On the other hand, when your GSA license stops working, you’ll have a powerful yellow Dell server which may well work well with the search software that meets your other requirements.
A Powerful Crawler
Before search algorithms become useful, you need to be able to ingest all of your content. While the term crawler originally applied to web content, most modern crawlers can ingest content from just about any repository, depending on the connectors (see below).
Filters and Connectors
For indexing and for retrieval, search needs document filters to convert the document format into a stream of text. This is true whether your content is in HTML, Microsoft Word or PDF. Connectors provide the ability to read documents from file systems, relational databases or content management systems like SharePoint.
If you only need to provide search for your public website, it’s relatively easy. But if, like most enterprises, you have several levels of document-based security, the requirements are tougher.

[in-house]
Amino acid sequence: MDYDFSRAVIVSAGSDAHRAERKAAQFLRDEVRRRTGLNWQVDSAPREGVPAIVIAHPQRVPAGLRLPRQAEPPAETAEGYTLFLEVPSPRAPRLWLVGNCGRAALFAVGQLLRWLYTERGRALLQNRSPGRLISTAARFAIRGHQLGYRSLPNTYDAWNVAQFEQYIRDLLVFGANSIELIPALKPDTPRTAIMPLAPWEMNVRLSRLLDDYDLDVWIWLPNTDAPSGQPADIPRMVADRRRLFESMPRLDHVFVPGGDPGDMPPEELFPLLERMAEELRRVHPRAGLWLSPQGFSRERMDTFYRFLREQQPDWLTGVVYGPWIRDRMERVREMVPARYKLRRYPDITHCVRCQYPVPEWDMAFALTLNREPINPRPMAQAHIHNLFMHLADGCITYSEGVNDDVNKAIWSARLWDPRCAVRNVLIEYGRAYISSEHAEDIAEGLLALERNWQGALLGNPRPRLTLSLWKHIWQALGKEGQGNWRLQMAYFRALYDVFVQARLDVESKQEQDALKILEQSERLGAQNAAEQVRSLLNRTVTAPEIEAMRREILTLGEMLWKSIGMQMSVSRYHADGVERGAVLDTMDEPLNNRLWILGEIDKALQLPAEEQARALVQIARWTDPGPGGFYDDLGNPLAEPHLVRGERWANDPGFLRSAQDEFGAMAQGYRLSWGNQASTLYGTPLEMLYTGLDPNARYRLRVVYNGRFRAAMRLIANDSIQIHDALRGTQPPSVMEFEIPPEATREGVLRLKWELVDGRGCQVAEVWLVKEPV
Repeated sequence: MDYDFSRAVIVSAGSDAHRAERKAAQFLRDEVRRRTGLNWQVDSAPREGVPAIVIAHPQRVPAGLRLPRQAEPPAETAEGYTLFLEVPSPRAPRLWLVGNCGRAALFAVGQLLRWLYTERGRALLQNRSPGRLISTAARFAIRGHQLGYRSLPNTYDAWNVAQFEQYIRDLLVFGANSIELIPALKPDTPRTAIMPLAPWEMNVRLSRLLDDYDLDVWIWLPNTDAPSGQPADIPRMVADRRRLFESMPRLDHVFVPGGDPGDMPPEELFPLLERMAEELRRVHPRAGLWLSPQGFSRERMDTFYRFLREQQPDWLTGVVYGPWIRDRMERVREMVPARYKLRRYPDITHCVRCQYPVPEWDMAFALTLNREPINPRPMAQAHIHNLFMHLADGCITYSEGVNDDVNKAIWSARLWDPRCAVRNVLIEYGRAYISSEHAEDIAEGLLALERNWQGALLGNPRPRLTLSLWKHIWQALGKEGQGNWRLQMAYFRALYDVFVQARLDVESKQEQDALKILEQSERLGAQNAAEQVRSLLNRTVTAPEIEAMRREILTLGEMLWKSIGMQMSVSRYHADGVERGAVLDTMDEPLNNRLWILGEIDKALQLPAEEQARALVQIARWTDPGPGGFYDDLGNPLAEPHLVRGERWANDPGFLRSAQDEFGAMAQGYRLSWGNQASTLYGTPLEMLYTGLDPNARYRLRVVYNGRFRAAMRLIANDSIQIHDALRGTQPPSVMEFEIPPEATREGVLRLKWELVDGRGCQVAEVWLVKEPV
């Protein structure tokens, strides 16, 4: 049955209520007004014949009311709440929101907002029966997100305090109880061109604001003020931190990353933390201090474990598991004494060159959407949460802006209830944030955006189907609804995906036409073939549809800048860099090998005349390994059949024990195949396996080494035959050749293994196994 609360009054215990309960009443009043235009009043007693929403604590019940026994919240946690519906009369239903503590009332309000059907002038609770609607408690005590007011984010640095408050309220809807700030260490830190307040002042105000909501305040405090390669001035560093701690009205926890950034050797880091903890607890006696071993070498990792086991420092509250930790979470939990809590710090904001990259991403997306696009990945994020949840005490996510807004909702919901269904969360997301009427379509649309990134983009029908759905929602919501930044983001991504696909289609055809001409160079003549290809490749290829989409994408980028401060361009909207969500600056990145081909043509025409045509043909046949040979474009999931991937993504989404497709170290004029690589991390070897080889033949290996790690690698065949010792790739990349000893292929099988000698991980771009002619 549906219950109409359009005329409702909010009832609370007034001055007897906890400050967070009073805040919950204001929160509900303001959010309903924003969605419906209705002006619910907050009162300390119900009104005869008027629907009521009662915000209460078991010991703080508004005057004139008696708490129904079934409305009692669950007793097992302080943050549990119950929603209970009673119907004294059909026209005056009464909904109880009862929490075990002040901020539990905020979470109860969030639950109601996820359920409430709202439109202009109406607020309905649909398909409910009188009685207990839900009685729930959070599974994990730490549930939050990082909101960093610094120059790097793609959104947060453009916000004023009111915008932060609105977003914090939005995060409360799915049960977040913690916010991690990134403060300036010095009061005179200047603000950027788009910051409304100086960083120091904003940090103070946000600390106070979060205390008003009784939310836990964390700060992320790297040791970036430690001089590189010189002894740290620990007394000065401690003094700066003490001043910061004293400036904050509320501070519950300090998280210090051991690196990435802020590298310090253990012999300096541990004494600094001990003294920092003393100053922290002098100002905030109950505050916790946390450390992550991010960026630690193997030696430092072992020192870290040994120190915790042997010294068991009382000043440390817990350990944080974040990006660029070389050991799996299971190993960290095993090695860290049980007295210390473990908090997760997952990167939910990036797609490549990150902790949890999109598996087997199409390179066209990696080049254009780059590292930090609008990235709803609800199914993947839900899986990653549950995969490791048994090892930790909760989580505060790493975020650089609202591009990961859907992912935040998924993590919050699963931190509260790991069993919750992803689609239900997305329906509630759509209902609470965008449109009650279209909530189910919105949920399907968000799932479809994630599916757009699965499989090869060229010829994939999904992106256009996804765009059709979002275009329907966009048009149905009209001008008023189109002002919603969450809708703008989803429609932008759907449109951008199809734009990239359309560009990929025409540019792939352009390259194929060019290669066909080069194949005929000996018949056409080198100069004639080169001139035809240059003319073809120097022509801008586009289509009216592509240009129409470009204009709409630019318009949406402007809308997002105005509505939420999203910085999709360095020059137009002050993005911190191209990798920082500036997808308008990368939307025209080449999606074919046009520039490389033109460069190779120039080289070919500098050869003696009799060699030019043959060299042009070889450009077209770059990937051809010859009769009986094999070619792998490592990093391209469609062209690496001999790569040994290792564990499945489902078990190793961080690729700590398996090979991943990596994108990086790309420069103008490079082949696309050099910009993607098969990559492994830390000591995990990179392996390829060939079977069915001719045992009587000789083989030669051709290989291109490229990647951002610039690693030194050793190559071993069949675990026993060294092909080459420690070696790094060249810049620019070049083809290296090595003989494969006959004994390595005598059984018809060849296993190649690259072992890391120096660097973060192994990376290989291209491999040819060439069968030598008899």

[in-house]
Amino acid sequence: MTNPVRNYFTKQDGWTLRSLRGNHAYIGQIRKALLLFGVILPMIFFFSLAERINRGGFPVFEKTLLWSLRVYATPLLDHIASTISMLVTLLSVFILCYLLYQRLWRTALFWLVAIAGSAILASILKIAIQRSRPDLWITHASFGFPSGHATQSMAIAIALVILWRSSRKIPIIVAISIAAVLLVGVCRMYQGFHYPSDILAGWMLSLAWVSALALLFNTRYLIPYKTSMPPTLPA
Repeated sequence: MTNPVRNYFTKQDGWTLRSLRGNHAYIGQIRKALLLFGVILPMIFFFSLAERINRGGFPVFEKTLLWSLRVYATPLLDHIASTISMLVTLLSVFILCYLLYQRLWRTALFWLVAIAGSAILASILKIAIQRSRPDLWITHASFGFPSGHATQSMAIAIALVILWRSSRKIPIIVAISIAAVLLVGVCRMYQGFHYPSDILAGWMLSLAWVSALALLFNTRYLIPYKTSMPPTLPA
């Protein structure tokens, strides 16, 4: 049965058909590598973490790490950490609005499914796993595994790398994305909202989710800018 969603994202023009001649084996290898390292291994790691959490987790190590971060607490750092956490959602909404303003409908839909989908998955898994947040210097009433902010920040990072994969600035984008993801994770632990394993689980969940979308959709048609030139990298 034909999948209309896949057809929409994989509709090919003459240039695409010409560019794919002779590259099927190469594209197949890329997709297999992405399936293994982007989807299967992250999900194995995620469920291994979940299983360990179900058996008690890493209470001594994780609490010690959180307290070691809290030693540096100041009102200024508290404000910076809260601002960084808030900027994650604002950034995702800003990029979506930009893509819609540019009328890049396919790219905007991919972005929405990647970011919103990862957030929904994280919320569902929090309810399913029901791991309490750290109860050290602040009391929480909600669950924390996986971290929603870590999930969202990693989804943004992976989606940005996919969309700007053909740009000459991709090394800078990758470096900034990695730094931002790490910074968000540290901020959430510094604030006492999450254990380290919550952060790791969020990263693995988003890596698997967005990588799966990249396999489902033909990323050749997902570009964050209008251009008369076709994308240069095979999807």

Regardless of whether you use LDAP, Active Directory or some other form of document level security, your search platform has to be able to access the documents in order to index them. And of course the search platform has to ‘trim’ results at search time, so searchers see only the content to which they have rights.
Duplicate and Near Duplicate Detection
Sometimes on the internet you’ll find millions of pages that can answer the same question. Some are even virtually identical.
Intranet content queries tend to have a “right answer,” but that may be hard to discern as any given document may have multiple, different versions. When you look for a contract template, you need to be sure your search returns the right one. Some platforms do this well, some not so well.
System Management and Reporting Console